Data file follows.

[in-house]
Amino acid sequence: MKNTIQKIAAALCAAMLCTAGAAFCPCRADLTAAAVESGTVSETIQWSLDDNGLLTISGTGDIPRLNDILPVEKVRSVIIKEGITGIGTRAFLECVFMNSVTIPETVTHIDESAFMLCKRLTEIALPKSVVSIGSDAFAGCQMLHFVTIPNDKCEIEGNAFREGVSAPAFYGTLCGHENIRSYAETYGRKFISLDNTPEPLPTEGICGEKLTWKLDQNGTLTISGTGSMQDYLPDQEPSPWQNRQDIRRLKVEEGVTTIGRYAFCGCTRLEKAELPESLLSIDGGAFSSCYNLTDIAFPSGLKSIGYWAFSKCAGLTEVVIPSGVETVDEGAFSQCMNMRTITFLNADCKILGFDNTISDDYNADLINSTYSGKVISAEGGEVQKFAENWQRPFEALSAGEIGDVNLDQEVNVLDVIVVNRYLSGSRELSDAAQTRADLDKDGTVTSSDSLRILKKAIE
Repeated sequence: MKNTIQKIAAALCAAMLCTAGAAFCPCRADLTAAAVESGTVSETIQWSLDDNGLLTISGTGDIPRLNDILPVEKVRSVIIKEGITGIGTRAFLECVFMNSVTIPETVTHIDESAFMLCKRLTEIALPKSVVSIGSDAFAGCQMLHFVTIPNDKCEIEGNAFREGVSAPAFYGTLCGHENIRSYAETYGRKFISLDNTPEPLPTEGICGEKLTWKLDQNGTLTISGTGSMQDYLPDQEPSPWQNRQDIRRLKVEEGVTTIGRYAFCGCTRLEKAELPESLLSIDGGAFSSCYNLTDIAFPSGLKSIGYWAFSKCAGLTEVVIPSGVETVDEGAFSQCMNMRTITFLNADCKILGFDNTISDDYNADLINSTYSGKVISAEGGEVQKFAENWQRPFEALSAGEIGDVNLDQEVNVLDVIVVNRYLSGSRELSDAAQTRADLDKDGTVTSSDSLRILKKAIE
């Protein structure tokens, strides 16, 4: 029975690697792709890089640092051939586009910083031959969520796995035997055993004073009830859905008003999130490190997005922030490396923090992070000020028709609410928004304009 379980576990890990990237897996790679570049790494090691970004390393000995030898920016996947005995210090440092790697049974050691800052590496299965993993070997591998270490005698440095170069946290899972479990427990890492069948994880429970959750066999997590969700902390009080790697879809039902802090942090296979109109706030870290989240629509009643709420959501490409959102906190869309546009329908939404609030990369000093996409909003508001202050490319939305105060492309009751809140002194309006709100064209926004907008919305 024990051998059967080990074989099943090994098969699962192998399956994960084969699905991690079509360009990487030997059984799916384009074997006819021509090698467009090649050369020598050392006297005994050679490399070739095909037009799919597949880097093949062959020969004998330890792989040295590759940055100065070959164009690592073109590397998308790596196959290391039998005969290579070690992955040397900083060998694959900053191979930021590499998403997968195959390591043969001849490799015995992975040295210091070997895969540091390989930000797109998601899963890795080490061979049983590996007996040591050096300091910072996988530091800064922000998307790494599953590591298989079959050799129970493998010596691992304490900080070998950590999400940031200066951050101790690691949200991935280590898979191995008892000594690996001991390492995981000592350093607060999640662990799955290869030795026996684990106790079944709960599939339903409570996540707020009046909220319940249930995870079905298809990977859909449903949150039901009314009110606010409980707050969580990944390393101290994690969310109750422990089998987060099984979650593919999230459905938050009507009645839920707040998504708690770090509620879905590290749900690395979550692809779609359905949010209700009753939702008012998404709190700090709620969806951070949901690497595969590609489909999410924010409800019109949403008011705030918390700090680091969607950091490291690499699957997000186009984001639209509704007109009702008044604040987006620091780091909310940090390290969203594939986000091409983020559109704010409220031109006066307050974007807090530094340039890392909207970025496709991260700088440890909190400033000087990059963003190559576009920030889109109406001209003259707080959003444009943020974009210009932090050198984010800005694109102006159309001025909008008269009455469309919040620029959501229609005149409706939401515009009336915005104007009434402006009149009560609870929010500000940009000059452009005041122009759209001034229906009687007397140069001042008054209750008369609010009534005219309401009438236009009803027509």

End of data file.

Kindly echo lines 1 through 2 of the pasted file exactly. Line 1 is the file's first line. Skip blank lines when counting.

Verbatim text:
[in-house]
Amino acid sequence: MKNTIQKIAAALCAAMLCTAGAAFCPCRADLTAAAVESGTVSETIQWSLDDNGLLTISGTGDIPRLNDILPVEKVRSVIIKEGITGIGTRAFLECVFMNSVTIPETVTHIDESAFMLCKRLTEIALPKSVVSIGSDAFAGCQMLHFVTIPNDKCEIEGNAFREGVSAPAFYGTLCGHENIRSYAETYGRKFISLDNTPEPLPTEGICGEKLTWKLDQNGTLTISGTGSMQDYLPDQEPSPWQNRQDIRRLKVEEGVTTIGRYAFCGCTRLEKAELPESLLSIDGGAFSSCYNLTDIAFPSGLKSIGYWAFSKCAGLTEVVIPSGVETVDEGAFSQCMNMRTITFLNADCKILGFDNTISDDYNADLINSTYSGKVISAEGGEVQKFAENWQRPFEALSAGEIGDVNLDQEVNVLDVIVVNRYLSGSRELSDAAQTRADLDKDGTVTSSDSLRILKKAIE